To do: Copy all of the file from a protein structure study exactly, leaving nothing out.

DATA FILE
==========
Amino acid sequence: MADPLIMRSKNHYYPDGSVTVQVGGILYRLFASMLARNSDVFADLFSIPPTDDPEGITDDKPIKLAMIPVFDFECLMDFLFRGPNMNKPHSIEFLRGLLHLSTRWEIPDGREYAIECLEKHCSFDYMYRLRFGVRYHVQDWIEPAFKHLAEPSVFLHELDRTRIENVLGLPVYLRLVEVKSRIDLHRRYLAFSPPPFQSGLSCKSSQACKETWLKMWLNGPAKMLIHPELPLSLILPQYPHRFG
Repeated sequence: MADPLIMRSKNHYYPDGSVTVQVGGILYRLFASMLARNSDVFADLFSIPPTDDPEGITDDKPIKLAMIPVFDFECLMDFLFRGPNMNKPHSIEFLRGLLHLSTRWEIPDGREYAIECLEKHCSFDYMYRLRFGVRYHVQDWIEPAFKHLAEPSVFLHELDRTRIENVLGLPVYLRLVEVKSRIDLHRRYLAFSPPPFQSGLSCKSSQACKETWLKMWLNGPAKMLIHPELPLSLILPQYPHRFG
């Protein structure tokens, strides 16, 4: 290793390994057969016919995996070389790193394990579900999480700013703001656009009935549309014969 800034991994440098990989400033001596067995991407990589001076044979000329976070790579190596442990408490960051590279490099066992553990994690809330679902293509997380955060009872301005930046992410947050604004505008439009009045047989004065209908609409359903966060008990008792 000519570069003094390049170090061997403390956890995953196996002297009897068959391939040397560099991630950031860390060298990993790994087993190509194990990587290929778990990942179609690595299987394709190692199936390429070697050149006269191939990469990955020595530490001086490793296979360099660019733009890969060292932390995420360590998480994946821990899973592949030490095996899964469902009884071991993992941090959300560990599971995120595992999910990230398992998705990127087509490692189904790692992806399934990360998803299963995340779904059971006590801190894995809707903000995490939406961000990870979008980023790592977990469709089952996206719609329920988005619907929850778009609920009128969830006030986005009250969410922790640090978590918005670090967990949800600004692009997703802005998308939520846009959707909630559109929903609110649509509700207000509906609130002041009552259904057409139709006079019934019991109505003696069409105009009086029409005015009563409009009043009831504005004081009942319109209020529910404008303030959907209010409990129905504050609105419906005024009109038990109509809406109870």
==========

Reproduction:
Amino acid sequence: MADPLIMRSKNHYYPDGSVTVQVGGILYRLFASMLARNSDVFADLFSIPPTDDPEGITDDKPIKLAMIPVFDFECLMDFLFRGPNMNKPHSIEFLRGLLHLSTRWEIPDGREYAIECLEKHCSFDYMYRLRFGVRYHVQDWIEPAFKHLAEPSVFLHELDRTRIENVLGLPVYLRLVEVKSRIDLHRRYLAFSPPPFQSGLSCKSSQACKETWLKMWLNGPAKMLIHPELPLSLILPQYPHRFG
Repeated sequence: MADPLIMRSKNHYYPDGSVTVQVGGILYRLFASMLARNSDVFADLFSIPPTDDPEGITDDKPIKLAMIPVFDFECLMDFLFRGPNMNKPHSIEFLRGLLHLSTRWEIPDGREYAIECLEKHCSFDYMYRLRFGVRYHVQDWIEPAFKHLAEPSVFLHELDRTRIENVLGLPVYLRLVEVKSRIDLHRRYLAFSPPPFQSGLSCKSSQACKETWLKMWLNGPAKMLIHPELPLSLILPQYPHRFG
């Protein structure tokens, strides 16, 4: 290793390994057969016919995996070389790193394990579900999480700013703001656009009935549309014969 800034991994440098990989400033001596067995991407990589001076044979000329976070790579190596442990408490960051590279490099066992553990994690809330679902293509997380955060009872301005930046992410947050604004505008439009009045047989004065209908609409359903966060008990008792 000519570069003094390049170090061997403390956890995953196996002297009897068959391939040397560099991630950031860390060298990993790994087993190509194990990587290929778990990942179609690595299987394709190692199936390429070697050149006269191939990469990955020595530490001086490793296979360099660019733009890969060292932390995420360590998480994946821990899973592949030490095996899964469902009884071991993992941090959300560990599971995120595992999910990230398992998705990127087509490692189904790692992806399934990360998803299963995340779904059971006590801190894995809707903000995490939406961000990870979008980023790592977990469709089952996206719609329920988005619907929850778009609920009128969830006030986005009250969410922790640090978590918005670090967990949800600004692009997703802005998308939520846009959707909630559109929903609110649509509700207000509906609130002041009552259904057409139709006079019934019991109505003696069409105009009086029409005015009563409009009043009831504005004081009942319109209020529910404008303030959907209010409990129905504050609105419906005024009109038990109509809406109870």